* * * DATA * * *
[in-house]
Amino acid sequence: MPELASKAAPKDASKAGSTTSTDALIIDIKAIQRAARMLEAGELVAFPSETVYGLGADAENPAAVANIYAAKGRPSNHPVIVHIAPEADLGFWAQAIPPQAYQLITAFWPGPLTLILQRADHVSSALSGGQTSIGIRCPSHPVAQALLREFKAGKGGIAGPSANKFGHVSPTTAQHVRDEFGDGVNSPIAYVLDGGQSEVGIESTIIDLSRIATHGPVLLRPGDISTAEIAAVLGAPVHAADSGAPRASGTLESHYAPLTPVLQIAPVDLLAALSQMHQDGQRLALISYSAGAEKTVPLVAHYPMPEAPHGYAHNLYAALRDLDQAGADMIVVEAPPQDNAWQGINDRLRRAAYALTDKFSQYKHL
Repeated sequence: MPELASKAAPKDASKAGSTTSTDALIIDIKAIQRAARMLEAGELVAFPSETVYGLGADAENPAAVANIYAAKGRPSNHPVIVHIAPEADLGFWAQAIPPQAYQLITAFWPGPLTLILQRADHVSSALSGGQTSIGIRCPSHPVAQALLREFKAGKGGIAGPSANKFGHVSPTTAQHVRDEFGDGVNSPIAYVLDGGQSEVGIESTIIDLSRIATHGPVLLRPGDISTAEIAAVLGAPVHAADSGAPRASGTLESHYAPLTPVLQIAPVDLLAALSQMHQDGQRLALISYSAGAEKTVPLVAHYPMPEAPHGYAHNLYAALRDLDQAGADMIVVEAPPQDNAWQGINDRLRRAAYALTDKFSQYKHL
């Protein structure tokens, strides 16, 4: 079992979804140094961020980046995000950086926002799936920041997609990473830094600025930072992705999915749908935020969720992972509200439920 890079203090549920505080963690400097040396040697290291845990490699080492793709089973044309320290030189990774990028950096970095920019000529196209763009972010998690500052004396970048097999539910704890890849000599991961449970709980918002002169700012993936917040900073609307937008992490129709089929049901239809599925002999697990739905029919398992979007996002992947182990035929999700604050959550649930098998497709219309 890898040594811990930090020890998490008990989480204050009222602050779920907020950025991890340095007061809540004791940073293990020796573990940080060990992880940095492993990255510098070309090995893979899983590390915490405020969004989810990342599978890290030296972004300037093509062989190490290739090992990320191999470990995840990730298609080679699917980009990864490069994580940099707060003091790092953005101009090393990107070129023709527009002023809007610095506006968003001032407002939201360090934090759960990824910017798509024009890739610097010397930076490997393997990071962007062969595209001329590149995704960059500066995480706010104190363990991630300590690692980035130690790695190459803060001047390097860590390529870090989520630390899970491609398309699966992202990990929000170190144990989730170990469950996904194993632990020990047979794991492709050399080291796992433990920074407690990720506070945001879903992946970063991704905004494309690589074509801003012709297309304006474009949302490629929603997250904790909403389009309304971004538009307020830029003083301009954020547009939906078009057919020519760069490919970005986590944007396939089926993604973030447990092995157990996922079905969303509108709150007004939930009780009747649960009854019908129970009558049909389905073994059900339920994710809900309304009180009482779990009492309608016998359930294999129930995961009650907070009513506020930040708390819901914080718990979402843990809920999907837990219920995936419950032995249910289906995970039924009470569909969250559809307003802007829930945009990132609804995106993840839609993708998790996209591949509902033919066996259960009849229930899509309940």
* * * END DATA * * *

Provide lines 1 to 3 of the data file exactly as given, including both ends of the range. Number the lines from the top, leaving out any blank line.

[in-house]
Amino acid sequence: MPELASKAAPKDASKAGSTTSTDALIIDIKAIQRAARMLEAGELVAFPSETVYGLGADAENPAAVANIYAAKGRPSNHPVIVHIAPEADLGFWAQAIPPQAYQLITAFWPGPLTLILQRADHVSSALSGGQTSIGIRCPSHPVAQALLREFKAGKGGIAGPSANKFGHVSPTTAQHVRDEFGDGVNSPIAYVLDGGQSEVGIESTIIDLSRIATHGPVLLRPGDISTAEIAAVLGAPVHAADSGAPRASGTLESHYAPLTPVLQIAPVDLLAALSQMHQDGQRLALISYSAGAEKTVPLVAHYPMPEAPHGYAHNLYAALRDLDQAGADMIVVEAPPQDNAWQGINDRLRRAAYALTDKFSQYKHL
Repeated sequence: MPELASKAAPKDASKAGSTTSTDALIIDIKAIQRAARMLEAGELVAFPSETVYGLGADAENPAAVANIYAAKGRPSNHPVIVHIAPEADLGFWAQAIPPQAYQLITAFWPGPLTLILQRADHVSSALSGGQTSIGIRCPSHPVAQALLREFKAGKGGIAGPSANKFGHVSPTTAQHVRDEFGDGVNSPIAYVLDGGQSEVGIESTIIDLSRIATHGPVLLRPGDISTAEIAAVLGAPVHAADSGAPRASGTLESHYAPLTPVLQIAPVDLLAALSQMHQDGQRLALISYSAGAEKTVPLVAHYPMPEAPHGYAHNLYAALRDLDQAGADMIVVEAPPQDNAWQGINDRLRRAAYALTDKFSQYKHL